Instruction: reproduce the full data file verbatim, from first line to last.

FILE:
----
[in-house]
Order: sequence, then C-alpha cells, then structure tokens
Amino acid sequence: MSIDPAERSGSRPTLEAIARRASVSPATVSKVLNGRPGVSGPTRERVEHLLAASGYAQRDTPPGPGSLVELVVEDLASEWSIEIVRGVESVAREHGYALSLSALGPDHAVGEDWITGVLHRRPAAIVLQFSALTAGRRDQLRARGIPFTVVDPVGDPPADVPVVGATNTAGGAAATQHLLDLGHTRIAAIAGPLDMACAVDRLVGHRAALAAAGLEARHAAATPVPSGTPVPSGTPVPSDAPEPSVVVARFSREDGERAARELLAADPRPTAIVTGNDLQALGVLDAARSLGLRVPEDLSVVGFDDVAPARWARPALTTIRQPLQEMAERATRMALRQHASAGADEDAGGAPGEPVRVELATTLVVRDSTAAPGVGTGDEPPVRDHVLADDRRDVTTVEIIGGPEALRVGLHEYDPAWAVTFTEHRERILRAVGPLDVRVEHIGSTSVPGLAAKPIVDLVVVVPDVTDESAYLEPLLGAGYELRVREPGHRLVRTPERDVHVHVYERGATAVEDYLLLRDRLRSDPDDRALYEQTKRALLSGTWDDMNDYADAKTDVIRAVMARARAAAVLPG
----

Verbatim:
[in-house]
Order: sequence, then C-alpha cells, then structure tokens
Amino acid sequence: MSIDPAERSGSRPTLEAIARRASVSPATVSKVLNGRPGVSGPTRERVEHLLAASGYAQRDTPPGPGSLVELVVEDLASEWSIEIVRGVESVAREHGYALSLSALGPDHAVGEDWITGVLHRRPAAIVLQFSALTAGRRDQLRARGIPFTVVDPVGDPPADVPVVGATNTAGGAAATQHLLDLGHTRIAAIAGPLDMACAVDRLVGHRAALAAAGLEARHAAATPVPSGTPVPSGTPVPSDAPEPSVVVARFSREDGERAARELLAADPRPTAIVTGNDLQALGVLDAARSLGLRVPEDLSVVGFDDVAPARWARPALTTIRQPLQEMAERATRMALRQHASAGADEDAGGAPGEPVRVELATTLVVRDSTAAPGVGTGDEPPVRDHVLADDRRDVTTVEIIGGPEALRVGLHEYDPAWAVTFTEHRERILRAVGPLDVRVEHIGSTSVPGLAAKPIVDLVVVVPDVTDESAYLEPLLGAGYELRVREPGHRLVRTPERDVHVHVYERGATAVEDYLLLRDRLRSDPDDRALYEQTKRALLSGTWDDMNDYADAKTDVIRAVMARARAAAVLPG